NEW YORK: In the hours before Facebook's stock began trading on the Nasdaq Stock Market for the first time, CEO Mark Zuckerberg reminded the company's 3,500 employees not to get caught up in the hoopla surrounding its long-awaited initial public offering.
''Right now this all seems like a big deal,'' Zuckerberg said before he pushed a button that rang Nasdaq's opening bell from company headquarters at 1 Hacker Way in Menlo Park, California.
''Going public is an important milestone in our history. But here's the thing, our mission isn't to be a public company. Our mission is to make the world more open and connected.''
Facebook's IPO, it turns out, wasn't as big a deal as expected.
One of the most anticipated IPOs in Wall Street history ended on a flat note Friday, with Facebook's stock closing at $38.23, up 23 cents from Thursday night's pricing.
That means the company founded in 2004 in a Harvard dorm room has a market value of about $105 billion, more than Amazon.com, McDonald's and Silicon Valley icons Hewlett-Packard and Cisco.
It also gave 28-year-old Zuckerberg a stake worth $19,252,698,725.50.
But for many seeking a big first-day pop in Facebook's share price, the increase of six-tenths of one per cent was a letdown.
''This is like kissing your sister,'' said John Fitzgibbon, founder of IPO Scoop, a research firm.
''With all the drumbeats and hype, I don't think there'll be barroom bragging tonight.''
Added Nick Einhorn, an analyst with IPO advisory firm Renaissance Capital: ''It wasn't quite as exciting as it could have been. But I don't think we should view it as a failure.''
Indeed, the small jump in price could be seen as an indication that Facebook and the investment banks that arranged the IPO priced the stock in an appropriate range.
It was also good for ordinary investors, who are mostly shut out from the IPO price and have to buy the stock in the open market on day one. They got a chance to buy all day at a price not much above $38.
And it was good for early investors in the company, who owned more than half the 421 million shares made available in the IPO. Had the stock shot to $60 Friday morning, those early investors would have felt they hadn't gotten enough money for their stakes.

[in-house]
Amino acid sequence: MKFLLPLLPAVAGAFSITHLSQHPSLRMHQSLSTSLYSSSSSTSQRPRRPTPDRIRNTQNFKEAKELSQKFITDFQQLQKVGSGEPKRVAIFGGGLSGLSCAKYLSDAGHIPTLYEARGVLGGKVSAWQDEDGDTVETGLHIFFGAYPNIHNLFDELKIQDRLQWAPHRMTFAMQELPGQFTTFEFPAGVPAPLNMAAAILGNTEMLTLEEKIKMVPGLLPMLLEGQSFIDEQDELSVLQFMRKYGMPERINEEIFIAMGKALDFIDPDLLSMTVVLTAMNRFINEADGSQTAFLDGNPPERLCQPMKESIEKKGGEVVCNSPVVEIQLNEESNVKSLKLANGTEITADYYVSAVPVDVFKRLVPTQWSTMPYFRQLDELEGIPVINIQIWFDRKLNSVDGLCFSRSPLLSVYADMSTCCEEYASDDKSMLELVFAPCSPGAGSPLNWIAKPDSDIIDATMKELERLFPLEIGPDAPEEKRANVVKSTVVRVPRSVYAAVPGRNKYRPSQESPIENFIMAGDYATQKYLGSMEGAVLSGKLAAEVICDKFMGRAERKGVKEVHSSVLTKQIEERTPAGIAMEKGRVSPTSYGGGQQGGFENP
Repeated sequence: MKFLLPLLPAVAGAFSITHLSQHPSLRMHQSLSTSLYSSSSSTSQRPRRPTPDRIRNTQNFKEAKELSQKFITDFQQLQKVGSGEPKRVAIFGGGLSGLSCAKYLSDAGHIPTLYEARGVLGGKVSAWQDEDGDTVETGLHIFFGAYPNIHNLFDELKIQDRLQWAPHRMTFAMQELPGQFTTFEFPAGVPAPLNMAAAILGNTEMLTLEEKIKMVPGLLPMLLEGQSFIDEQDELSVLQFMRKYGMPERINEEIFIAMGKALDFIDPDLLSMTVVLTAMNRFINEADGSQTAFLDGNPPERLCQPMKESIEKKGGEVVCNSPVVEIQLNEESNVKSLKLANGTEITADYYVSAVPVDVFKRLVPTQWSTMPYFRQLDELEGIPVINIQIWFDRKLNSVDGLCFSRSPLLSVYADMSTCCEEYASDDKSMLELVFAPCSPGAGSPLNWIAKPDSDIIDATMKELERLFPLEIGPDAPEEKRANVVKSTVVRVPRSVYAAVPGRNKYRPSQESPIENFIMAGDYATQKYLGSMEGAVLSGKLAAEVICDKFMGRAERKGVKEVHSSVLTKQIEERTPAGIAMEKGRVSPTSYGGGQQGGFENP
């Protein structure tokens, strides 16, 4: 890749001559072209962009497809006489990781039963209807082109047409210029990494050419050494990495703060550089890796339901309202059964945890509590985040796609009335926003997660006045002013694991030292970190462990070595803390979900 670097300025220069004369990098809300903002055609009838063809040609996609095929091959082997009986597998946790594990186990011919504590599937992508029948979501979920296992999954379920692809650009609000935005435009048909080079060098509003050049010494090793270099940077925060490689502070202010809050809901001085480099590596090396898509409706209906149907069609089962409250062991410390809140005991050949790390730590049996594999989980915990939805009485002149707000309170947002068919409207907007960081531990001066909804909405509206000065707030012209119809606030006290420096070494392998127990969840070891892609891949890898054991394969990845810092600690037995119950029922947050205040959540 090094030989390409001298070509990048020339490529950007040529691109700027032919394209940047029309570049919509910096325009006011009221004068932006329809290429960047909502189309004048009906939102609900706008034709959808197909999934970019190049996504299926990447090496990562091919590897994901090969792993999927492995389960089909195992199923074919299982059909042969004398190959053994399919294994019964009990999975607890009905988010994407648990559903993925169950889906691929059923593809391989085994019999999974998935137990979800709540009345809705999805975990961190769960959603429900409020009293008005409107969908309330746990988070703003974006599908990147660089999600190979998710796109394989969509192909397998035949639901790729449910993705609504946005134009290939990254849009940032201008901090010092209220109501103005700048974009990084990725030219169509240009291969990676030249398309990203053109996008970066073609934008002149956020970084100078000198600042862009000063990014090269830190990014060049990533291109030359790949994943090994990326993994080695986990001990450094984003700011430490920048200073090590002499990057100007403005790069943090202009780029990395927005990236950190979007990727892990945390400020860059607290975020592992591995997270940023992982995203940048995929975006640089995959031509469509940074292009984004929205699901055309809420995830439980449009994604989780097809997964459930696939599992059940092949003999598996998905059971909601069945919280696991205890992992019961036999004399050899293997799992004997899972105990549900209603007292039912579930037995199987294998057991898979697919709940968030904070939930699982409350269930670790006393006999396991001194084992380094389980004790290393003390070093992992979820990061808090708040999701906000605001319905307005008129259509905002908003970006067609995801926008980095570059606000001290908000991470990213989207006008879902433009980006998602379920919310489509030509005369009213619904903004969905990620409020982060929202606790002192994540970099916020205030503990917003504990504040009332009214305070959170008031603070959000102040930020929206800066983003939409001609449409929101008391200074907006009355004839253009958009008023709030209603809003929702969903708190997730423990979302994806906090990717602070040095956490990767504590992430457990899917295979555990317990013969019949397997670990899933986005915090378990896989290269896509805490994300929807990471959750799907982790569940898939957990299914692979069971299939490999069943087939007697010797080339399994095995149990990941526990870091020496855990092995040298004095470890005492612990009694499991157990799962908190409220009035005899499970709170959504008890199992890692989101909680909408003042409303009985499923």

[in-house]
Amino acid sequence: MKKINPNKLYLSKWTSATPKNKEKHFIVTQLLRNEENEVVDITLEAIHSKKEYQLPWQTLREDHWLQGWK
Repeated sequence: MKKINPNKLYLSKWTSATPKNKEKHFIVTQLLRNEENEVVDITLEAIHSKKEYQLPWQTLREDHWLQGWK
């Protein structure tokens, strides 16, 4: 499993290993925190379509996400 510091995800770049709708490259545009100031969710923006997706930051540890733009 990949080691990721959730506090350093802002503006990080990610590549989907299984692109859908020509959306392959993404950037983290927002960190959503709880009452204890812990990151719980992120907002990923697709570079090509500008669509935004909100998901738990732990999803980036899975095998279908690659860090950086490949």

The 421 million shares that were sold fetched $16 billion and represented 15 per cent of the company's stock. Facebook got $7 billion, and the early investors $9 billion.
The other 85 per cent of Facebook's stock is owned by Zuckerberg and other Facebook executives, employees and early investors. In comparison, Google offered just 7.2 per cent of its stock when it went public in 2004. Its stock rose 18 per cent on day one.
Here was Facebook's ''timeline'' Friday, trading under the symbol ''FB'' on the Nasdaq Stock Market: The stock opened at 11:30 am at $42.05, but soon dipped to $38.01. It briefly traded as high as $45 and by noon was at $40.40. It fluttered throughout the afternoon and hugged the $38 mark for much of the final hour, before closing at $38.23.
By the end of the day, about 570 million shares had changed hands, a huge trading volume for any company.
TD Ameritrade reported that in the first 45 minutes of trading, Facebook accounted for a record 24 per cent of trades executed by its customers.
By comparison, on its first day back on the stock market, in November 2010, General Motors represented seven per cent of trades on the online brokerage.
Steve Quirk, who oversees trading strategy at TD Ameritrade, said that about 60,000 orders were lined up before Facebook opened.
Technical glitches delayed the start of Facebook's trading by a half-hour. The Securities and Exchange Commission also is investigating problems traders encountered in changing and canceling their orders.